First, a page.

Sunday 23 – Cool last night, the ground all covered with snow. The sun is shining out warm and pleasant indeed. My lesson is John, Chapter 11, Lazarus raised from death.
I and John went down to the Point and spent most of the day there. Thompson told me that H. P. had sent me a keg of fresh butter and it was at the Lexington House. He also told T. that he would send me vegetables all summer.
My partner Dobson was here this evening and said had got a man by the name of Harvey to work in his place for one half. He is to  be here in the morning. I paid 50 cents for a handsaw file.

Monday 24 – Warm and pleasant in the A.M. and cloudy in the P. M. Commenced raining late in evening and is still at it yet.
It is late. John has just finished baking three loves of bread. Harvey came this morning. He did not go to work for Dobson, but went off again.
We were ground sluicing again. I sent John down to the Point to see if there was any letters for us. None.

Tuesday 25 – Snowing this morning and was at it all day with intervals of sunshine. The snow was 3 inches deep this morning and scarcely any to be seen this evening. I and John fixed the boxes to wash for gold. It took us all day. I am still looking for pat…

Wednesday 26 – Cool last night. The ground was froze considerable this morning. We went to washing for gold and got $3. The day was warm and pleasant. Late in the evening it turned somewhat cool. One ought to have seen me take up the ashes while John was panning out the gold. They had not been taken up for a month. I dreamed of getting money of old Dr. Keene and was in partnership.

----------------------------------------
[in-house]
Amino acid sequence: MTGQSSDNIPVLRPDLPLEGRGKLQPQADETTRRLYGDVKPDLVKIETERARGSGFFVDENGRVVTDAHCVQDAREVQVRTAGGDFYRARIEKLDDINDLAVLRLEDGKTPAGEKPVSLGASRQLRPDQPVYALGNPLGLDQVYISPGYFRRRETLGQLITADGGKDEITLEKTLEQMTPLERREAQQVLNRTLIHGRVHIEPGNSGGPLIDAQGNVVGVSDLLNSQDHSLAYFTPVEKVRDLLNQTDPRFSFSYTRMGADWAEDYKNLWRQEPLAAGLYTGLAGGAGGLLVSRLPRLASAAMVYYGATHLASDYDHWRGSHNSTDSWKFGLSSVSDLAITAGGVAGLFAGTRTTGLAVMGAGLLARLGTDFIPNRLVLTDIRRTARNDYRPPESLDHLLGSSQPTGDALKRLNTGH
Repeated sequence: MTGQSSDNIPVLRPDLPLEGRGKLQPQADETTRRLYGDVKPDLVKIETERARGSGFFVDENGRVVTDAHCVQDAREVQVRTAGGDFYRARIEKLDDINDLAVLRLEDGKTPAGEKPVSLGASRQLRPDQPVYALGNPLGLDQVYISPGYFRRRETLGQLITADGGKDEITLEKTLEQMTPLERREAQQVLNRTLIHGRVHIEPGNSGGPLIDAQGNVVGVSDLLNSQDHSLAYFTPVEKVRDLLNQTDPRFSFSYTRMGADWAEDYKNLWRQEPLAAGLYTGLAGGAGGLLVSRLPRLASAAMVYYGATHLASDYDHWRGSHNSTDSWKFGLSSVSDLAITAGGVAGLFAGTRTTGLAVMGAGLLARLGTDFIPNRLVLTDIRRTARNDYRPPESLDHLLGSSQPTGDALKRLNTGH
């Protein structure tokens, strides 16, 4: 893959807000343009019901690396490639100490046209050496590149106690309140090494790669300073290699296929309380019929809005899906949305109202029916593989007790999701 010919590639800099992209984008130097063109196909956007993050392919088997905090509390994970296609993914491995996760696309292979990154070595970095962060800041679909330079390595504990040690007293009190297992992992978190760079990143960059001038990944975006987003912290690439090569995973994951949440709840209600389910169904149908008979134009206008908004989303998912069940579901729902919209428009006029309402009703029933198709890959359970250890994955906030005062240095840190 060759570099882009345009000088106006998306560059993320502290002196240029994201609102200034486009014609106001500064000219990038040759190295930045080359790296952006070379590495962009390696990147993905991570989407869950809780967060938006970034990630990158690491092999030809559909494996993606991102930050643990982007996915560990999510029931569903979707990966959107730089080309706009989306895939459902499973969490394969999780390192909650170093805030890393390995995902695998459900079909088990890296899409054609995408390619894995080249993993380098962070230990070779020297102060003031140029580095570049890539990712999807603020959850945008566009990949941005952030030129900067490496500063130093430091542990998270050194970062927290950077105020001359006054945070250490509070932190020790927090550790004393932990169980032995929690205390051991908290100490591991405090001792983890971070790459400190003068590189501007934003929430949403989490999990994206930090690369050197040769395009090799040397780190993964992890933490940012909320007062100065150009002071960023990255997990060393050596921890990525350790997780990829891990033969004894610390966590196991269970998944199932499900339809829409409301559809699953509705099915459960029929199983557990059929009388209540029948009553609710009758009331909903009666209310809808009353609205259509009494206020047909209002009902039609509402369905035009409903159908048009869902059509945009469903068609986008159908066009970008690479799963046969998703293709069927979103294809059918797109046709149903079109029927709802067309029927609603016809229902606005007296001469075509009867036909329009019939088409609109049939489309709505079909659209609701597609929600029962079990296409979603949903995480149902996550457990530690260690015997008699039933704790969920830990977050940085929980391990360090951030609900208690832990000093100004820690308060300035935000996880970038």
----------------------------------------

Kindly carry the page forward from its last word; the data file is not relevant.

Thursday 27 – Cloudy this forenoon, and clear and warm in the after part of the day. We were washing for gold.
Old bacon and ham don’t agree with me. Late bedtime and John is baking his last loaf of bread at this time, having baked two already.

Friday 28 – Cloudy and warm, with intervals of sunshine. In the evening commenced raining. We got gold, I loaned Davis $30—

Saturday 29 – Rained last night and all of today. We work hard in the rain and got gold. I loaned Davis $30.

Sunday 30 – Raining and then snowing this morning, then raining and sunshine. We had a general cleaning up. John washed two shirts for each of us and some other things for himself, and done considerable mending, besides cooking a kettle of beans and a kettle of peaches and baking three loves of bread.
After dinner I went down to the Point. No letters. I did not get to see Dobson; something is out with him.
My lesson is the 15th chapter of Acts. I dreamed Friday night that Sam and all his family had run off and that Sam had come back and was sorry for what he had done. And now for a clean shirt and then to bed, as John is doing the baking.